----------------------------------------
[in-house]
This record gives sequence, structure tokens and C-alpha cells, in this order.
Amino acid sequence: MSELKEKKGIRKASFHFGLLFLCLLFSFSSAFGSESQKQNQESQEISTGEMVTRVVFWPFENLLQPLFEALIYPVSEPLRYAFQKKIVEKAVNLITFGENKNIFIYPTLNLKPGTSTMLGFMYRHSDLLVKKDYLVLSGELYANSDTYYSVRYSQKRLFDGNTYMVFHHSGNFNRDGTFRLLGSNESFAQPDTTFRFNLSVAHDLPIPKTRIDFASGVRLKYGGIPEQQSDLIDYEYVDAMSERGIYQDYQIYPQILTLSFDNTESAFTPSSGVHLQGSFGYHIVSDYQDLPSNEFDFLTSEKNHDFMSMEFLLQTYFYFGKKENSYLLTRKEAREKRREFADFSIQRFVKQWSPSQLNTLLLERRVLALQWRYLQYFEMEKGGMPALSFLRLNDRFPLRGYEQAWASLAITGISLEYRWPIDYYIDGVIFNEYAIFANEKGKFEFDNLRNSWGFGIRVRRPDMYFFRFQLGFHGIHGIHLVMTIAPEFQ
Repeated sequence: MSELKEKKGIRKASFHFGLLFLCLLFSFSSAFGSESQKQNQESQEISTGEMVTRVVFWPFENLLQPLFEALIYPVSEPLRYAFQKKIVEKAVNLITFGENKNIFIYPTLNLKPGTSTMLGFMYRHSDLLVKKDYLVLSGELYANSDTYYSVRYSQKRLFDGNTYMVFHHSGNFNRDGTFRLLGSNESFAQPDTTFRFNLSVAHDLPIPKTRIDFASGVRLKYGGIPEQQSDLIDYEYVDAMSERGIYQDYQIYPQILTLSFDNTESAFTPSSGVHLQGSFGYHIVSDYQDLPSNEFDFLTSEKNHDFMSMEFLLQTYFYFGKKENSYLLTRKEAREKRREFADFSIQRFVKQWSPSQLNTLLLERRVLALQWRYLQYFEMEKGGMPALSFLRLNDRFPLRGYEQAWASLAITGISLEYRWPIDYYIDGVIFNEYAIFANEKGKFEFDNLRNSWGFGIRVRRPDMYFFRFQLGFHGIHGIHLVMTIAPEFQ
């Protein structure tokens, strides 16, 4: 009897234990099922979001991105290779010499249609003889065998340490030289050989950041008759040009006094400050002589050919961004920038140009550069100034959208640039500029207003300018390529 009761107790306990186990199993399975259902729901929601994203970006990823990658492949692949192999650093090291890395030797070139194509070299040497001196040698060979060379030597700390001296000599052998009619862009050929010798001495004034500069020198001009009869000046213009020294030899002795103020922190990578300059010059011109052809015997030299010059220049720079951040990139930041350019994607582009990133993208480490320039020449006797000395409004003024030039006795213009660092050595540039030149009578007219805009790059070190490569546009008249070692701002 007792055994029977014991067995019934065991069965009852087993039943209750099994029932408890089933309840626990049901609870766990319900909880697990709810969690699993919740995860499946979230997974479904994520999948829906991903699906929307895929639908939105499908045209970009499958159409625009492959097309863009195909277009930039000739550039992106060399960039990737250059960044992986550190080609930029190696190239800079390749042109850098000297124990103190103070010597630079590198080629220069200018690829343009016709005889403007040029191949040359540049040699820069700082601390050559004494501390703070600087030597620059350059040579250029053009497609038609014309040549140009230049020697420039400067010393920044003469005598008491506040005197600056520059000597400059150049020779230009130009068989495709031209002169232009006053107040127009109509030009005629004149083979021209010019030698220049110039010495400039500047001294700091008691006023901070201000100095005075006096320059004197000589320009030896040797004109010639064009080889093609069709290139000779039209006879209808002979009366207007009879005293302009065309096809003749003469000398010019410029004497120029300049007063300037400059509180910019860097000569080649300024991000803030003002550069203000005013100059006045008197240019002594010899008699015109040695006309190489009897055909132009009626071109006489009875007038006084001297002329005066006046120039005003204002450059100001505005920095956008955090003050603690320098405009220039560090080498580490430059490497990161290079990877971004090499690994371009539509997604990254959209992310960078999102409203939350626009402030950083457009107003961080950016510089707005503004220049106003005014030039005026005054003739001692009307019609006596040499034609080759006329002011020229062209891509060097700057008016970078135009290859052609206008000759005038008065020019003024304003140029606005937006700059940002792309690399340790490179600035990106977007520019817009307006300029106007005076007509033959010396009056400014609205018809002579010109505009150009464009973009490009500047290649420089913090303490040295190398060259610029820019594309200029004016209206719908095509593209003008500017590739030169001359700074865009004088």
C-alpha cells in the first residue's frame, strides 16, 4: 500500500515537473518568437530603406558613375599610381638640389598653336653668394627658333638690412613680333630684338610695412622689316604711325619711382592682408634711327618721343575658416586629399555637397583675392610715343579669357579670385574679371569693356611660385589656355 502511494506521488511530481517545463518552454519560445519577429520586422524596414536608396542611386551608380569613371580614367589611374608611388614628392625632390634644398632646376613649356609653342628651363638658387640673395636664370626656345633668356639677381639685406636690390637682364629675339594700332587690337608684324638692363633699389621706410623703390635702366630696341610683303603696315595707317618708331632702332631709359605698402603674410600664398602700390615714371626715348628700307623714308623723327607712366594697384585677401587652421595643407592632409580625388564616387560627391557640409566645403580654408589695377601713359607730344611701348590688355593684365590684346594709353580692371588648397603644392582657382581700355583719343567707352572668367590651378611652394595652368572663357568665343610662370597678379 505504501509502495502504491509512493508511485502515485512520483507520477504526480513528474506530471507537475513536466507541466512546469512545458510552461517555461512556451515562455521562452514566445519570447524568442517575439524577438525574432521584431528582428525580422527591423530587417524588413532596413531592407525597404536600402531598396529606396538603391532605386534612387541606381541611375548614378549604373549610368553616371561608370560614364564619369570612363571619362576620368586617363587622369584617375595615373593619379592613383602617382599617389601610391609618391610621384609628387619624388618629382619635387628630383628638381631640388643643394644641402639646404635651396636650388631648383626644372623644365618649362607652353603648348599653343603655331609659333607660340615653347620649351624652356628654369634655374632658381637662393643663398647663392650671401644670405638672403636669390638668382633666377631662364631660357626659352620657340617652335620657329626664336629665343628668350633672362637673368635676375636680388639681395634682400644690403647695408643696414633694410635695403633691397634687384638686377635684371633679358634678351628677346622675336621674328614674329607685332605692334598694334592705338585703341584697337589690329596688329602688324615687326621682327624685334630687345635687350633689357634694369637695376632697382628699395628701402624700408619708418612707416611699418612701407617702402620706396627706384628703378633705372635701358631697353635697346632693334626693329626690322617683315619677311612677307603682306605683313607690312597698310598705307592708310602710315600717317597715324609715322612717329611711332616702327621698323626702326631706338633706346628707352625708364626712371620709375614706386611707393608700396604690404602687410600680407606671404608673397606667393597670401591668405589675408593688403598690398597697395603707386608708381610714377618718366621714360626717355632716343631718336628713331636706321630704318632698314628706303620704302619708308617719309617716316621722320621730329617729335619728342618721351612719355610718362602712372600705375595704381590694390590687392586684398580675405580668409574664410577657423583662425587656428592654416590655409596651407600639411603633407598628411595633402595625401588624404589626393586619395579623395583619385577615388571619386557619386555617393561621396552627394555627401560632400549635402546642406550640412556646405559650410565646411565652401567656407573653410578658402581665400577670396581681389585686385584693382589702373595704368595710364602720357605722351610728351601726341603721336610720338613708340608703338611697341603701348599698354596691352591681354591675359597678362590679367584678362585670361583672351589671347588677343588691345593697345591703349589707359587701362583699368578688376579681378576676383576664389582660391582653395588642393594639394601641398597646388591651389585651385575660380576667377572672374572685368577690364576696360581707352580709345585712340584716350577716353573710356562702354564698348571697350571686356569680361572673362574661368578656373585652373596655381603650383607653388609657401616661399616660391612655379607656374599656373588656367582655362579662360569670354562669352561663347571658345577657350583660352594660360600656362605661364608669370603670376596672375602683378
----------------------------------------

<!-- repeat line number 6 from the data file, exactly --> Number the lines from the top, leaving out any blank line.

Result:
C-alpha cells in the first residue's frame, strides 16, 4: 500500500515537473518568437530603406558613375599610381638640389598653336653668394627658333638690412613680333630684338610695412622689316604711325619711382592682408634711327618721343575658416586629399555637397583675392610715343579669357579670385574679371569693356611660385589656355 502511494506521488511530481517545463518552454519560445519577429520586422524596414536608396542611386551608380569613371580614367589611374608611388614628392625632390634644398632646376613649356609653342628651363638658387640673395636664370626656345633668356639677381639685406636690390637682364629675339594700332587690337608684324638692363633699389621706410623703390635702366630696341610683303603696315595707317618708331632702332631709359605698402603674410600664398602700390615714371626715348628700307623714308623723327607712366594697384585677401587652421595643407592632409580625388564616387560627391557640409566645403580654408589695377601713359607730344611701348590688355593684365590684346594709353580692371588648397603644392582657382581700355583719343567707352572668367590651378611652394595652368572663357568665343610662370597678379 505504501509502495502504491509512493508511485502515485512520483507520477504526480513528474506530471507537475513536466507541466512546469512545458510552461517555461512556451515562455521562452514566445519570447524568442517575439524577438525574432521584431528582428525580422527591423530587417524588413532596413531592407525597404536600402531598396529606396538603391532605386534612387541606381541611375548614378549604373549610368553616371561608370560614364564619369570612363571619362576620368586617363587622369584617375595615373593619379592613383602617382599617389601610391609618391610621384609628387619624388618629382619635387628630383628638381631640388643643394644641402639646404635651396636650388631648383626644372623644365618649362607652353603648348599653343603655331609659333607660340615653347620649351624652356628654369634655374632658381637662393643663398647663392650671401644670405638672403636669390638668382633666377631662364631660357626659352620657340617652335620657329626664336629665343628668350633672362637673368635676375636680388639681395634682400644690403647695408643696414633694410635695403633691397634687384638686377635684371633679358634678351628677346622675336621674328614674329607685332605692334598694334592705338585703341584697337589690329596688329602688324615687326621682327624685334630687345635687350633689357634694369637695376632697382628699395628701402624700408619708418612707416611699418612701407617702402620706396627706384628703378633705372635701358631697353635697346632693334626693329626690322617683315619677311612677307603682306605683313607690312597698310598705307592708310602710315600717317597715324609715322612717329611711332616702327621698323626702326631706338633706346628707352625708364626712371620709375614706386611707393608700396604690404602687410600680407606671404608673397606667393597670401591668405589675408593688403598690398597697395603707386608708381610714377618718366621714360626717355632716343631718336628713331636706321630704318632698314628706303620704302619708308617719309617716316621722320621730329617729335619728342618721351612719355610718362602712372600705375595704381590694390590687392586684398580675405580668409574664410577657423583662425587656428592654416590655409596651407600639411603633407598628411595633402595625401588624404589626393586619395579623395583619385577615388571619386557619386555617393561621396552627394555627401560632400549635402546642406550640412556646405559650410565646411565652401567656407573653410578658402581665400577670396581681389585686385584693382589702373595704368595710364602720357605722351610728351601726341603721336610720338613708340608703338611697341603701348599698354596691352591681354591675359597678362590679367584678362585670361583672351589671347588677343588691345593697345591703349589707359587701362583699368578688376579681378576676383576664389582660391582653395588642393594639394601641398597646388591651389585651385575660380576667377572672374572685368577690364576696360581707352580709345585712340584716350577716353573710356562702354564698348571697350571686356569680361572673362574661368578656373585652373596655381603650383607653388609657401616661399616660391612655379607656374599656373588656367582655362579662360569670354562669352561663347571658345577657350583660352594660360600656362605661364608669370603670376596672375602683378